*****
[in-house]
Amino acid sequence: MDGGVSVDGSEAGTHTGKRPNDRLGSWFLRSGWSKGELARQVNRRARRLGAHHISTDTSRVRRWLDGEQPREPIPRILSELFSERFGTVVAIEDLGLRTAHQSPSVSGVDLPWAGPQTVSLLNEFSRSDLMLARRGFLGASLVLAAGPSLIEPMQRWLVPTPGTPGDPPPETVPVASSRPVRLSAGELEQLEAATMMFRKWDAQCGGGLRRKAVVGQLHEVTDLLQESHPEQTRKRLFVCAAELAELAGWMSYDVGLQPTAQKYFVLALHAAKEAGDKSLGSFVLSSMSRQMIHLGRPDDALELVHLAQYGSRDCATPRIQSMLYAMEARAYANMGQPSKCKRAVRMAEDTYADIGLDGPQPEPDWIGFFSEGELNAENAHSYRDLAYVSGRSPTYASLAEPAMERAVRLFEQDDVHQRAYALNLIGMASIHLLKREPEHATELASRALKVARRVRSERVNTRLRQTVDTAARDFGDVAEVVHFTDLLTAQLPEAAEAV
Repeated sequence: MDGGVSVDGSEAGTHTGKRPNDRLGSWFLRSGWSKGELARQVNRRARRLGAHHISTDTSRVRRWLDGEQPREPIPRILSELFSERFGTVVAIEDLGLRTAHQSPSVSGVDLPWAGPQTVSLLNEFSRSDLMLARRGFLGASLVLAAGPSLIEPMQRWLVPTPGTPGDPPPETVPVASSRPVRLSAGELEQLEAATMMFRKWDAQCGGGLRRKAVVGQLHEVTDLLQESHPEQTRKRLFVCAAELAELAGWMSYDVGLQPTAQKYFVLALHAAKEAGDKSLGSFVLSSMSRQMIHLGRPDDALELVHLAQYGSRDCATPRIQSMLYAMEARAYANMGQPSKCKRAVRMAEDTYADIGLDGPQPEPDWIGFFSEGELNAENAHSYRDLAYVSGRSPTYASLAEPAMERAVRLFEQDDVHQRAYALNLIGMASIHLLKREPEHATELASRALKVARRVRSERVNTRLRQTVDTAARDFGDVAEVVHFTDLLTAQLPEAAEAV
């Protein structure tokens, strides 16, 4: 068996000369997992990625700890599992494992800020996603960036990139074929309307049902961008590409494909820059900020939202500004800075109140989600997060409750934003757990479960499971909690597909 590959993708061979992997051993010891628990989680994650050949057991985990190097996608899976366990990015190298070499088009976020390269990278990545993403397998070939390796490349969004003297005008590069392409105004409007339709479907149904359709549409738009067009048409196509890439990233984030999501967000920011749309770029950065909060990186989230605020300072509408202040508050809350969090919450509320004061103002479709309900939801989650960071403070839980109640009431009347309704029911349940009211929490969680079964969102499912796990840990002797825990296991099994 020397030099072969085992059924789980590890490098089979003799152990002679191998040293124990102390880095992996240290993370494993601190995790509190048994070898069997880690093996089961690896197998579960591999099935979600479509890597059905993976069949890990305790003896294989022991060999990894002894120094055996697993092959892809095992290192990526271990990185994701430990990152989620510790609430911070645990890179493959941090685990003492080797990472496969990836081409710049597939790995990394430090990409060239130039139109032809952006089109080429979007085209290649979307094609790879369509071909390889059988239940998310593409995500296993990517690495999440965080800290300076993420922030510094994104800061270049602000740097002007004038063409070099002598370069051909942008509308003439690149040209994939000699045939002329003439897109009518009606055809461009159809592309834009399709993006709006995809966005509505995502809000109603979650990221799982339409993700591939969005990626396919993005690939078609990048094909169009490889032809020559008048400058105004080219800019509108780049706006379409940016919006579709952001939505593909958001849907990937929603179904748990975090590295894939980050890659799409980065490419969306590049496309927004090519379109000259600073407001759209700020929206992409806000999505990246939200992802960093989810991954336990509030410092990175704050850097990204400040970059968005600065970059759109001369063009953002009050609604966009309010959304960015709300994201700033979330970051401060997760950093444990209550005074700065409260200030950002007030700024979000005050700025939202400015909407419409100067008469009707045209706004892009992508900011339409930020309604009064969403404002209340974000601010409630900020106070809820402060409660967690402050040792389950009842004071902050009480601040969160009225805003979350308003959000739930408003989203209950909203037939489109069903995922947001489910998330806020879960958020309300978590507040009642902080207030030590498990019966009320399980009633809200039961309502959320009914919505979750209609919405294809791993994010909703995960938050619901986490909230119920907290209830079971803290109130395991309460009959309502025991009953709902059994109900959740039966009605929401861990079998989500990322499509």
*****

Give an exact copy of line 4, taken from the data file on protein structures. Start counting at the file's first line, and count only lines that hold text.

């Protein structure tokens, strides 16, 4: 068996000369997992990625700890599992494992800020996603960036990139074929309307049902961008590409494909820059900020939202500004800075109140989600997060409750934003757990479960499971909690597909 590959993708061979992997051993010891628990989680994650050949057991985990190097996608899976366990990015190298070499088009976020390269990278990545993403397998070939390796490349969004003297005008590069392409105004409007339709479907149904359709549409738009067009048409196509890439990233984030999501967000920011749309770029950065909060990186989230605020300072509408202040508050809350969090919450509320004061103002479709309900939801989650960071403070839980109640009431009347309704029911349940009211929490969680079964969102499912796990840990002797825990296991099994 020397030099072969085992059924789980590890490098089979003799152990002679191998040293124990102390880095992996240290993370494993601190995790509190048994070898069997880690093996089961690896197998579960591999099935979600479509890597059905993976069949890990305790003896294989022991060999990894002894120094055996697993092959892809095992290192990526271990990185994701430990990152989620510790609430911070645990890179493959941090685990003492080797990472496969990836081409710049597939790995990394430090990409060239130039139109032809952006089109080429979007085209290649979307094609790879369509071909390889059988239940998310593409995500296993990517690495999440965080800290300076993420922030510094994104800061270049602000740097002007004038063409070099002598370069051909942008509308003439690149040209994939000699045939002329003439897109009518009606055809461009159809592309834009399709993006709006995809966005509505995502809000109603979650990221799982339409993700591939969005990626396919993005690939078609990048094909169009490889032809020559008048400058105004080219800019509108780049706006379409940016919006579709952001939505593909958001849907990937929603179904748990975090590295894939980050890659799409980065490419969306590049496309927004090519379109000259600073407001759209700020929206992409806000999505990246939200992802960093989810991954336990509030410092990175704050850097990204400040970059968005600065970059759109001369063009953002009050609604966009309010959304960015709300994201700033979330970051401060997760950093444990209550005074700065409260200030950002007030700024979000005050700025939202400015909407419409100067008469009707045209706004892009992508900011339409930020309604009064969403404002209340974000601010409630900020106070809820402060409660967690402050040792389950009842004071902050009480601040969160009225805003979350308003959000739930408003989203209950909203037939489109069903995922947001489910998330806020879960958020309300978590507040009642902080207030030590498990019966009320399980009633809200039961309502959320009914919505979750209609919405294809791993994010909703995960938050619901986490909230119920907290209830079971803290109130395991309460009959309502025991009953709902059994109900959740039966009605929401861990079998989500990322499509």